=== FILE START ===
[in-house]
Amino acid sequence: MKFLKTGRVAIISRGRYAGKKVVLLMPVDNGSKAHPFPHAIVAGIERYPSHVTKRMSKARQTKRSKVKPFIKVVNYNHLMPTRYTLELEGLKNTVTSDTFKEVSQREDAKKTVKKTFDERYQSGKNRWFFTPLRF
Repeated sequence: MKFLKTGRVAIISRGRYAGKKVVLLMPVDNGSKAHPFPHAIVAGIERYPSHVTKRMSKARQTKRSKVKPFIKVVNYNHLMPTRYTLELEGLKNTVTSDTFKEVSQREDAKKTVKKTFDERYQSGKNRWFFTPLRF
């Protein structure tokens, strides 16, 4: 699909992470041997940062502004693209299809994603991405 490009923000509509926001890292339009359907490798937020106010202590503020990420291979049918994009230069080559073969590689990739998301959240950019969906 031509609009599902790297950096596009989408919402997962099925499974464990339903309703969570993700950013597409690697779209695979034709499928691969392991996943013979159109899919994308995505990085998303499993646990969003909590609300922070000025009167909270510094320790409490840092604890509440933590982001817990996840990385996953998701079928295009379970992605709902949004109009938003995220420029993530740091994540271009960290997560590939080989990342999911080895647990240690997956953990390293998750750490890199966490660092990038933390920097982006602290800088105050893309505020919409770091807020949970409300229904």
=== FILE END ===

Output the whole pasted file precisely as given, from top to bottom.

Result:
[in-house]
Amino acid sequence: MKFLKTGRVAIISRGRYAGKKVVLLMPVDNGSKAHPFPHAIVAGIERYPSHVTKRMSKARQTKRSKVKPFIKVVNYNHLMPTRYTLELEGLKNTVTSDTFKEVSQREDAKKTVKKTFDERYQSGKNRWFFTPLRF
Repeated sequence: MKFLKTGRVAIISRGRYAGKKVVLLMPVDNGSKAHPFPHAIVAGIERYPSHVTKRMSKARQTKRSKVKPFIKVVNYNHLMPTRYTLELEGLKNTVTSDTFKEVSQREDAKKTVKKTFDERYQSGKNRWFFTPLRF
């Protein structure tokens, strides 16, 4: 699909992470041997940062502004693209299809994603991405 490009923000509509926001890292339009359907490798937020106010202590503020990420291979049918994009230069080559073969590689990739998301959240950019969906 031509609009599902790297950096596009989408919402997962099925499974464990339903309703969570993700950013597409690697779209695979034709499928691969392991996943013979159109899919994308995505990085998303499993646990969003909590609300922070000025009167909270510094320790409490840092604890509440933590982001817990996840990385996953998701079928295009379970992605709902949004109009938003995220420029993530740091994540271009960290997560590939080989990342999911080895647990240690997956953990390293998750750490890199966490660092990038933390920097982006602290800088105050893309505020919409770091807020949970409300229904």